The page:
6 must-try traditional Finnish dishes. There’s a lot of talking about the Nordic cuisine revolution. People are just starting to realize that food up here is tasty, healthy, and unique. Sweden and especially Norway are hitting the headlines often, but Finland has lots to offer too.
Finnish food is straightforward but incredibly satisfying. Fresh fish is always on the table, hearty stews and casseroles, high-quality agricultural produce, and meat also play their part.
If you want to know what Finnish food is all about, read on, and have a look at our 6 favorite traditional Finnish dishes.
6 must-try traditional Finnish dishes
This creamy, buttery soup with all the flavors of the local salmon is a great winter soup, although the Finnish enjoy it all year round! If you are looking for something delicious and comforting in dark winter days — the salmon soup should be your go-to.
Onions, carrots, and potatoes give texture to the soup, and the ubiquitous dill gives it the trademark Nordic taste.
If you want to make it at home, cook your vegetables in butter, add (four cups) of fish stock until the veggies are tender, add cream (one cup), bite-sized pieces of salmon and let it simmer for a few minutes.
Finnish people eat healthily. Their dishes are often hearty, made with fresh ingredients, and usually made for sharing. Their casseroles are legendary, and there are many variations of them. The cabbage casserole is one of the best known.
Cabbage is the main ingredient here, but it’s actually the ground meat that goes in it is what makes it a whole meal, and rice gives the food body.
This dish remains as part of the country’s culinary traditions, although it’s not made as often anymore. Cabbage is not very popular these days, but this casserole is astounding! This dish is easy to prepare. It can be served at dinner time with rice.
Meatballs and mashed potatoes with lingonberry jam
The Finnish call their meatballs lihapullat, so maybe we should just call them meatballs. Although almost every country in the world has some type of hand-rolled ground meat, the Finnish meatballs are quite distinctive. It’s the use of kermavili, a local, sour curd cream that makes the meatballs feel delightfully silky and smooth.
A customary way of enjoying these prime meatballs is with mashed potatoes. These are no regular mashed potatoes neither; if made traditionally, with oven-baked potatoes, egg, cream, butter, and breadcrumbs, they become a fluffy, intensely flavorful mash.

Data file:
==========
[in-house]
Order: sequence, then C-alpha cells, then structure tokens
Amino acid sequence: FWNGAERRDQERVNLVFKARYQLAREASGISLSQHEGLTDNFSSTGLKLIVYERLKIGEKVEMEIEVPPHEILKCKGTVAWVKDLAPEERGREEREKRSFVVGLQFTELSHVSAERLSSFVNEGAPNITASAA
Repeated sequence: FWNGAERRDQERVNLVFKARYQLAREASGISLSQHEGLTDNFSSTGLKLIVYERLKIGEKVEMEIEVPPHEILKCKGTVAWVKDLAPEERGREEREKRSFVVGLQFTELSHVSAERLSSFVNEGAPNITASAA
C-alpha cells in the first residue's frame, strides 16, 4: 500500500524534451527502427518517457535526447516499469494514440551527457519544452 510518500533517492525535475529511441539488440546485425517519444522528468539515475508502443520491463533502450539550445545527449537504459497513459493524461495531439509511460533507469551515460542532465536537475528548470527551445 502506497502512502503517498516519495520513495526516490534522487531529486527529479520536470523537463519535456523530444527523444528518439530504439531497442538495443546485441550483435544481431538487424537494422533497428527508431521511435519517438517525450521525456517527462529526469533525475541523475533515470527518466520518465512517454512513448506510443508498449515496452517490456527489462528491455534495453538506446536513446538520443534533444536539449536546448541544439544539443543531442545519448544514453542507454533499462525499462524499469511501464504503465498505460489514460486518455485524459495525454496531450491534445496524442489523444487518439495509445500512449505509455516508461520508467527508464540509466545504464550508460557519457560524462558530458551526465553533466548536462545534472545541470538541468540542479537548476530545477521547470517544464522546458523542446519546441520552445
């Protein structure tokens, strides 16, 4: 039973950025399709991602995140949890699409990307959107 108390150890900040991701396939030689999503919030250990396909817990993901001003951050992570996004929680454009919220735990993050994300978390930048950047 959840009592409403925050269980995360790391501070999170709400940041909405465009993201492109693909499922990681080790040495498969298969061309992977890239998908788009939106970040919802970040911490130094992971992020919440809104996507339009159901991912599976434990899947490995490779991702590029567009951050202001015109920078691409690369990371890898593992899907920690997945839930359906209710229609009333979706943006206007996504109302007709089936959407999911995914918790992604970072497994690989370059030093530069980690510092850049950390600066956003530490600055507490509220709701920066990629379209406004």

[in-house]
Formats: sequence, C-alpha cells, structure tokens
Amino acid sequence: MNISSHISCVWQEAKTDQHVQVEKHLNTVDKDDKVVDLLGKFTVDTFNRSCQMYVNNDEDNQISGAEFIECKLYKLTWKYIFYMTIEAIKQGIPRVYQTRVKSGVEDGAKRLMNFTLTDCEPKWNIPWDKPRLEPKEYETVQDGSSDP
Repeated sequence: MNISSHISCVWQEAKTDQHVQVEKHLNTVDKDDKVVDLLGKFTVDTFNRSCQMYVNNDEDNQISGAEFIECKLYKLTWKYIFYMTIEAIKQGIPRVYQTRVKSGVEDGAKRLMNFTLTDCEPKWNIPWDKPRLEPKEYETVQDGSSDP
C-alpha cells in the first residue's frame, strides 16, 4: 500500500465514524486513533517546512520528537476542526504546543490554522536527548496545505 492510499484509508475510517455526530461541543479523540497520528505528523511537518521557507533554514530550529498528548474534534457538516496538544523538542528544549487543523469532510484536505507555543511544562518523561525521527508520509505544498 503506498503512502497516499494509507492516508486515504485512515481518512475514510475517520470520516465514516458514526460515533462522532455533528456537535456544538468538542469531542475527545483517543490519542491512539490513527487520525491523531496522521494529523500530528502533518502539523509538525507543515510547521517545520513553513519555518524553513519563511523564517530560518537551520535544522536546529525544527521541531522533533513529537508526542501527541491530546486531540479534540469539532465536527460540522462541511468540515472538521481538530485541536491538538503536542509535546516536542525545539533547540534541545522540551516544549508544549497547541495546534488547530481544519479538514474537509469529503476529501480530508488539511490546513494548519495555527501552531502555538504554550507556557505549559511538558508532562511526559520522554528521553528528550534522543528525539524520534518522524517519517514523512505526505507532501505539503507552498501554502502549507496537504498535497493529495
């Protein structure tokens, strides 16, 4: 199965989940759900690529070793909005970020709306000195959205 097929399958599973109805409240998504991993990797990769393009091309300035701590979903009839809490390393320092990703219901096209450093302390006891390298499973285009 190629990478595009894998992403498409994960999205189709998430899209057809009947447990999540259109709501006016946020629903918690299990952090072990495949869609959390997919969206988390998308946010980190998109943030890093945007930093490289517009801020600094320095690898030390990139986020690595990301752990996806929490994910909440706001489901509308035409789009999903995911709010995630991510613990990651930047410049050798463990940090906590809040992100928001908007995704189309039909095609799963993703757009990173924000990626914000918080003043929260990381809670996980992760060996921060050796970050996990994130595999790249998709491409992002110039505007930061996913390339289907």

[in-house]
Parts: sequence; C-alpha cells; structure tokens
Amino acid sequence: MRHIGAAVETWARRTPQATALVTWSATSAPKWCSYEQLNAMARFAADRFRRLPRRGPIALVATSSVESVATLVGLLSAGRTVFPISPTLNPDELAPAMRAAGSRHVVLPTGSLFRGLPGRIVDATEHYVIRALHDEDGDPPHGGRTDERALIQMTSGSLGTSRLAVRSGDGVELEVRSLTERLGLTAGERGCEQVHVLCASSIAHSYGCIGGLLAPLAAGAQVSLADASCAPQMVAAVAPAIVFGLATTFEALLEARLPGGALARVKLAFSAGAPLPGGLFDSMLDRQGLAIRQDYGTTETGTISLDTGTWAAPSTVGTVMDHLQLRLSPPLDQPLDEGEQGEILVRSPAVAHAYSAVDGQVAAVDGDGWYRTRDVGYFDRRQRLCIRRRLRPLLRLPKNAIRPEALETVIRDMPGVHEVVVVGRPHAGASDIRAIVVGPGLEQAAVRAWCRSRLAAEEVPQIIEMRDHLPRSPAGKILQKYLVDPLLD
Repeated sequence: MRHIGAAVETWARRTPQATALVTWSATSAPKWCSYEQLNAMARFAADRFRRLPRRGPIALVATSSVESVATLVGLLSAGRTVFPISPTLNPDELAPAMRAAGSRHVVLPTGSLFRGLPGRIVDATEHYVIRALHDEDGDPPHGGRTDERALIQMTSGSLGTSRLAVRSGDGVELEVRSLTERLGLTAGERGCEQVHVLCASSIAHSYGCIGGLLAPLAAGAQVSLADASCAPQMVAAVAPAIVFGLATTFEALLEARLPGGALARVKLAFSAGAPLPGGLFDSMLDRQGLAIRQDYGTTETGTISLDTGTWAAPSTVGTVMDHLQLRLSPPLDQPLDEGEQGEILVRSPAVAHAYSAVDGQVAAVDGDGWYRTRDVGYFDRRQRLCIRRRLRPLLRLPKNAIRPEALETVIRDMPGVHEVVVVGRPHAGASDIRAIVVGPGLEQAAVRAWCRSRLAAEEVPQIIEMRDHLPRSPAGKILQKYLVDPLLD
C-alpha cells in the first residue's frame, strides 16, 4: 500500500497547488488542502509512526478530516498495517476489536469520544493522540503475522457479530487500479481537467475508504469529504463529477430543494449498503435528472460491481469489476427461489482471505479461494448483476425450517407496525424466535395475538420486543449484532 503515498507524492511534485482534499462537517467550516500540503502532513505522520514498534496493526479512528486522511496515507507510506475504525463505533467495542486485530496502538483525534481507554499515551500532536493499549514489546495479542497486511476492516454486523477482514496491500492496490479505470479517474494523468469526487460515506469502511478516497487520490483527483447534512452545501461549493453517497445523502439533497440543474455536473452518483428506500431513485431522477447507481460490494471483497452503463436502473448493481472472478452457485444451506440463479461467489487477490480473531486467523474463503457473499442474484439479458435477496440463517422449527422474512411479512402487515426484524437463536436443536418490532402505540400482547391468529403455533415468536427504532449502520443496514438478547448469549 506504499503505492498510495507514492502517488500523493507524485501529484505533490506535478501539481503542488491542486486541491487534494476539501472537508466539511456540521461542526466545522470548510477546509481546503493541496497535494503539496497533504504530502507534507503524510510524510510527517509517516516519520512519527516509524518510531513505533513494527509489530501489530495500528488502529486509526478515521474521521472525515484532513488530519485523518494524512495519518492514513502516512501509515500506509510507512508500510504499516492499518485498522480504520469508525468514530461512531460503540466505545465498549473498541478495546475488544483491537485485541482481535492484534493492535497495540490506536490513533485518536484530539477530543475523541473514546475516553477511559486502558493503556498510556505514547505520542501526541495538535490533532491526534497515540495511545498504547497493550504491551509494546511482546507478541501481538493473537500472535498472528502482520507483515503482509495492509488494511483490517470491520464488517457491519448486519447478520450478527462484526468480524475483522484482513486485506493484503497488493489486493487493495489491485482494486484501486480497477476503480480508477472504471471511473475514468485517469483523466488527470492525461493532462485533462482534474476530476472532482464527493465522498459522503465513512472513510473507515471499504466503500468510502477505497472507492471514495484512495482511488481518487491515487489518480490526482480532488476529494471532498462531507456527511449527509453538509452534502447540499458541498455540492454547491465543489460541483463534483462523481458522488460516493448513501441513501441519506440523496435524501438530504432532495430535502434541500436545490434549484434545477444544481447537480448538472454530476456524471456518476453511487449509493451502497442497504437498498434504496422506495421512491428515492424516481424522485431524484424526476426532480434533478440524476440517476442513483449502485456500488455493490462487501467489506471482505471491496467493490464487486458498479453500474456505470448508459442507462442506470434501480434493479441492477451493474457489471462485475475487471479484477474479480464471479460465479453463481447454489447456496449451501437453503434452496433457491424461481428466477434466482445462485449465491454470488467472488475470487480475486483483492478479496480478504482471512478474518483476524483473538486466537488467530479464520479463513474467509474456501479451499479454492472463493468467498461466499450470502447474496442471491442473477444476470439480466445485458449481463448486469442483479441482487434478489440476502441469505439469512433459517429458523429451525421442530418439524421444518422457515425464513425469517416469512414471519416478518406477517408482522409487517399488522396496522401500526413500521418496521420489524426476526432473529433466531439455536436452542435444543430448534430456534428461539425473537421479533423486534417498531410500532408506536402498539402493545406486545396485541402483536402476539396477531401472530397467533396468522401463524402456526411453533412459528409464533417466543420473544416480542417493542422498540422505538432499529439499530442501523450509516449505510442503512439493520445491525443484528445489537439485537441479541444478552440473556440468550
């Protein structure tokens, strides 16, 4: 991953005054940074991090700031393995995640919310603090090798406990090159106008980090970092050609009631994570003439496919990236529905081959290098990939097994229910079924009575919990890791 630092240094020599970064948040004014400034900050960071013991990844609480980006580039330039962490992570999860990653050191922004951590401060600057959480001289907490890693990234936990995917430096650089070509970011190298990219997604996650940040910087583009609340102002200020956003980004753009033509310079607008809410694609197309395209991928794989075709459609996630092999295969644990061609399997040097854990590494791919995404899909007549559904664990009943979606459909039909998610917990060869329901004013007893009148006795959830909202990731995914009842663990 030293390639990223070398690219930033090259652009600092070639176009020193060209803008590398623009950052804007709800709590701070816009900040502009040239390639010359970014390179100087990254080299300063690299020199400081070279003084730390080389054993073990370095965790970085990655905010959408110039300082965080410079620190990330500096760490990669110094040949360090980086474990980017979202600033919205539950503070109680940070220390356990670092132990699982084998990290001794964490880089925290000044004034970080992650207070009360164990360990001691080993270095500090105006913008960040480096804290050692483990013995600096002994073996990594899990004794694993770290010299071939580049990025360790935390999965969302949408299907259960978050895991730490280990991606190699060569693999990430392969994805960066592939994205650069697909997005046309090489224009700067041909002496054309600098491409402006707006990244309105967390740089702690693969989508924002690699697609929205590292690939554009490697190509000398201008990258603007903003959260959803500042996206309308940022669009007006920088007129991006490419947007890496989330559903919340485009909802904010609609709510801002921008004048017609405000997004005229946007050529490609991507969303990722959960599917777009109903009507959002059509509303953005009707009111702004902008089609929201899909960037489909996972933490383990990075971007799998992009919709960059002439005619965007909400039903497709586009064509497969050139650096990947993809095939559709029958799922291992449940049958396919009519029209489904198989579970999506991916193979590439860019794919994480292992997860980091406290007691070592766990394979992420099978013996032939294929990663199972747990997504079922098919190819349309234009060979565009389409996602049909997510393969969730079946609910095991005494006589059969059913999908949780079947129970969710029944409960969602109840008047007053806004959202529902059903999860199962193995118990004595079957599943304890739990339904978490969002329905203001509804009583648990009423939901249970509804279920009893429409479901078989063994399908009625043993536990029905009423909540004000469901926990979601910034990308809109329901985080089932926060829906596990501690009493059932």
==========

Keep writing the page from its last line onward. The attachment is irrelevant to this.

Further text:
Enjoy some pickles on the side to contrast your meal’s richness or enjoy a scoop of lingonberry jam, an arctic berry with enticing sweetness, to elevate the dish to celebratory heights. If you are a meat lover, this is definitely your go-to.
Karelia is an eastern province in Finland, and they’re especially known for their stews and pastries. The Finnish name for the recipe is Karjalanpaisti.
The dish can be prepared using meat (beef, lamb, etc) along with other ingredients like carrots, onions, and any vegetables. Although, it takes longer to prepare as it needs to be cooked in a pot (oven braised). The Karelian stew is typically served at traditional events and Sunday dinners.
Casserole Pea Soup
This is a heartwarming soup full of tradition; It’s what you’d have at grandma place, occasions such as skating, skiing, school events, outdoor events, etc. Restaurants serve it too, and it’s interestingly served as a special on Thursdays.
What you might not know is that you can only get fresh peas in the spring; the rest of the year, you have to make the soup with dried peas — they’re two different dishes altogether!
The secret is the soup’s base: meat, onions and local seasonings — they give the soup all its character. There is also a vegetarian version. You’ll probably get rye bread or crackers, or a Finnish pancake to complement your green, creamy plate.
Minced meat, macaroni, and cheese, this is an easy one, but a crowd-pleaser for sure. Kids love it and even some die-hard fans of Finland like me.
Would you have imagined that one of the most popular dishes in Finland has to do with macaroni pasta? It is, and it’s clear why: Macaroni, like any pasta, is a blank slate for creativity. Having said that, Finns make a delicious casserole with it.
The Finnish name for the recipe is makaronilaatikko because “laatikko” is a casserole-style dish. The dish is an everyday favorite: uncomplicated, easy to prepare, and utterly satisfying.
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